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Buczek v. HSBC N.A.

United States District Court, W.D. New York

March 26, 2017

HSBC N.A., ET AL., Defendants.




         Presently before this Court is pro se Plaintiff Deborah Ann Buczek's complaint and Motion for Leave to Proceed In Forma Pauperis. (Docket Nos. 1 and 2.) Because Buczek meets the statutory requirements of 28 U.S.C. § 1915 (a), her request to proceed in forma pauperis will be granted. The granting of this status triggers the screening provisions in 28 U.S.C. § 1915 (e)(2)(B). For the following reasons, Buczek's complaint will be dismissed.


         Cognizant of the distinct disadvantage that pro se litigants face, federal courts routinely read their submissions liberally and interpret them to raise the strongest arguments that they suggest. See Haines v. Kerner, 404 U.S. 519, 520, 92 S.Ct. 594, 596, 30 L.Ed.2d 652 (1972); Burgos v. Hopkins, 14 F.3d 787, 790 (2d Cir. 1994). Since Buczek is proceeding pro se, this Court has considered her submissions and arguments accordingly.

         Under 28 U.S.C. § 1915 (e)(2)(B), a court must dismiss a case in which in forma pauperis status has been granted if, at any time, the court determines that the action (i) is frivolous or malicious; (ii) fails to state a claim upon which relief may be granted; or (iii) seeks monetary relief against a defendant who is immune from such relief. If the court plainly lacks jurisdiction to consider the complaint, dismissal of the complaint as “frivolous” under 28 U.S.C. § 1915 (e)(2) is proper. See McGann v. Comm'r, Soc. Sec. Admin., 96 F.3d 28, 30 (2d Cir. 1996). The screening process is intended to be “an efficient means by which a court can screen for and dismiss legally insufficient claims.” Abbas v. Dixon, 480 F.3d 636, 639 (2d Cir. 2007) (citing Shakur v. Selsky, 391 F.3d 106, 112 (2d Cir. 2004)).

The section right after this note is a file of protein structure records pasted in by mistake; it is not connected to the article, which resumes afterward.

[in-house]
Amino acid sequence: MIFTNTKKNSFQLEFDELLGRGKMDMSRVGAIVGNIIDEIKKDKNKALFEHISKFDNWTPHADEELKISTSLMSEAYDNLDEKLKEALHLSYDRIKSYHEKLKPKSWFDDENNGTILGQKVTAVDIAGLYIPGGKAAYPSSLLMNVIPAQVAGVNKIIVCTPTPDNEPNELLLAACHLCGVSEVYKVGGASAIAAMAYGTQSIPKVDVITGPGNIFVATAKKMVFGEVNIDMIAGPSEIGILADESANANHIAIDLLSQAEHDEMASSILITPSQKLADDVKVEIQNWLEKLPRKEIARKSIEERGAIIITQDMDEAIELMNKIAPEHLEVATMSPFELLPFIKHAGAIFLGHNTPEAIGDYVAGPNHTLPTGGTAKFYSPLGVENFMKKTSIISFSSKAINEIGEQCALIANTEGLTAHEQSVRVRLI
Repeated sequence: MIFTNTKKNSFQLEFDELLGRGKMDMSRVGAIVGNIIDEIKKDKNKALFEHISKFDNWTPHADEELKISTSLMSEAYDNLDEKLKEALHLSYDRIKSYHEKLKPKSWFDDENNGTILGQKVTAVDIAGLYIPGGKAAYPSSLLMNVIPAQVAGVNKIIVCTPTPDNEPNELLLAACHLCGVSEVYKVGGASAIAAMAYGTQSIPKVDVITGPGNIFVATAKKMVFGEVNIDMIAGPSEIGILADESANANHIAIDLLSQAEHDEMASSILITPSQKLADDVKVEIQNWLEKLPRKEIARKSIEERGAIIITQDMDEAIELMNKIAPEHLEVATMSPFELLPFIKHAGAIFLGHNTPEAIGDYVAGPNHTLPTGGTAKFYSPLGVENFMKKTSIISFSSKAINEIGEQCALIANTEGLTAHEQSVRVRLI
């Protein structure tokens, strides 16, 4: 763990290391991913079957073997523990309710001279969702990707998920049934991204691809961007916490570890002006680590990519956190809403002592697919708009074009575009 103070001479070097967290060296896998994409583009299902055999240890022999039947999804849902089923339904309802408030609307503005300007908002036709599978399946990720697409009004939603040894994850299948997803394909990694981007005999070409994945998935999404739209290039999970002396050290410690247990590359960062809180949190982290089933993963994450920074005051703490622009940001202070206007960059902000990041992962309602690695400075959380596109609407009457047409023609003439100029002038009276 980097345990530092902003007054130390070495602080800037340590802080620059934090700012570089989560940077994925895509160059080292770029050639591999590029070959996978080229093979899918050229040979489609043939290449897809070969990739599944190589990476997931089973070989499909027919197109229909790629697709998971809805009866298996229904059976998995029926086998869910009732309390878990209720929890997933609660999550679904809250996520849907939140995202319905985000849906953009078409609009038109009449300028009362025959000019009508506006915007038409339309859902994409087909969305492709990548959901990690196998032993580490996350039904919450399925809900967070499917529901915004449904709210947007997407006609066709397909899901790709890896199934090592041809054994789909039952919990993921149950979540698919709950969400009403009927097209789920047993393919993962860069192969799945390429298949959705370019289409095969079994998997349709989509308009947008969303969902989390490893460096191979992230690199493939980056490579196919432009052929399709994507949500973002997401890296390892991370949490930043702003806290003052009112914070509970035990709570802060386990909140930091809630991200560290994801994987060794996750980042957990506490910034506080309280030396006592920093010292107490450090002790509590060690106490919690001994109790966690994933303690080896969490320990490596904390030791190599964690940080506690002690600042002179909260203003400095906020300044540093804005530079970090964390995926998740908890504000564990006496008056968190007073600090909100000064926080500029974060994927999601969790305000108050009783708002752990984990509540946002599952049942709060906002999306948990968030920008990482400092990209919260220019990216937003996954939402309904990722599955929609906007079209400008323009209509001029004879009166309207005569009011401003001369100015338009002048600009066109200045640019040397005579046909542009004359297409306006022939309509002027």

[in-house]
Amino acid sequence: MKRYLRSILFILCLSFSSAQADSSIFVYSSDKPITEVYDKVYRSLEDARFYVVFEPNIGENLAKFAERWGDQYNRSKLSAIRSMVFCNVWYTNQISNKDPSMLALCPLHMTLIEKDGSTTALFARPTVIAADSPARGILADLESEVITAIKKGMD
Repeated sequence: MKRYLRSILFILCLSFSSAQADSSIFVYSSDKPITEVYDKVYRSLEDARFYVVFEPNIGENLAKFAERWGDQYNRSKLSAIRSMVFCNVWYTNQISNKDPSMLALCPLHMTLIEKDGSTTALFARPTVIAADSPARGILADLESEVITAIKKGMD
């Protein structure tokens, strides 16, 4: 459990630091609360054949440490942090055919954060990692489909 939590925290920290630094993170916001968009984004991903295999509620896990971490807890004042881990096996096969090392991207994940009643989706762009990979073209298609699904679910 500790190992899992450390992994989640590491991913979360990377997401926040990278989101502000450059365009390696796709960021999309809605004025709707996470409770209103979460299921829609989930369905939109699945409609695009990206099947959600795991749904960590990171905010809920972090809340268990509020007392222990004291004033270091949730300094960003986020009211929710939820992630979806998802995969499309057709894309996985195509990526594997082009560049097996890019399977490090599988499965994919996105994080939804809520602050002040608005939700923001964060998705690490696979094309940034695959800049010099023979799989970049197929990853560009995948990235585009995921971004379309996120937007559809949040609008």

Section 1915 (e)(2)(B) and Rule 12 (b)(6) of the Federal Rules of Civil Procedure allow for dismissal of a complaint for failure to state a claim upon which relief can be granted. Federal pleading standards are generally not stringent: Rule 8 requires only a short and plain statement of a claim. Fed.R.Civ.P. 8 (a)(2). “Specific facts are not necessary;” the plaintiff “need only ‘give the defendant fair notice of what the . . . claim is and the grounds upon which it rests.'” Erickson v. Pardus, 551 U.S. 89, 93, 127 S.Ct. 2197, 167 L.Ed.2d 1081 (2007) (quoting Bell Atl. Corp. v. Twombly, 550 U.S. 544, 555, 127 S.Ct. 1955, 1966, 167 L.Ed.2d 929 (2007)) (internal quotation and citation omitted). But the plain statement must “possess enough heft to show that the pleader is entitled to relief.” Twombly, 550 U.S. at 555.

         When determining whether a complaint states a claim, the court must construe it liberally, accept all factual allegations as true, and draw all reasonable inferences in the plaintiff's favor. ATSI Commc'ns, Inc. v. Shaar Fund, Ltd., 493 F.3d 87, 98 (2d Cir. 2007). Legal conclusions, however, are not afforded the same presumption of truthfulness. See Ashcroft v. Iqbal, 556 U.S. 662, 129 S.Ct. 1937, 1949, 173 L.Ed.2d 868 (2009) (“the tenet that a court must accept as true all of the allegations contained in a complaint is inapplicable to legal conclusions”).

         To survive, “a complaint must contain sufficient factual matter, accepted as true, to ‘state a claim to relief that is plausible on its face.'” Iqbal, 129 S.Ct. at 1945 (quoting Twombly, 550 U.S. at 570). Labels, conclusions, or “a formulaic recitation of the elements of a cause of action will not do.” Twombly, 550 U.S. at 555. Facial plausibility exists when the facts alleged allow for a reasonable inference that the defendant is liable for the misconduct charged. Iqbal, 129 S.Ct. at 1949. The plausibility standard is not, however, a probability requirement: the pleading must show, not merely allege, that the pleader is entitled to relief. Id. at 1950; Fed.R.Civ.P. 8 (a)(2). Well-pleaded allegations in the complaint must nudge the claim “across the line from conceivable to plausible.” Twombly, 550 U.S. at 570.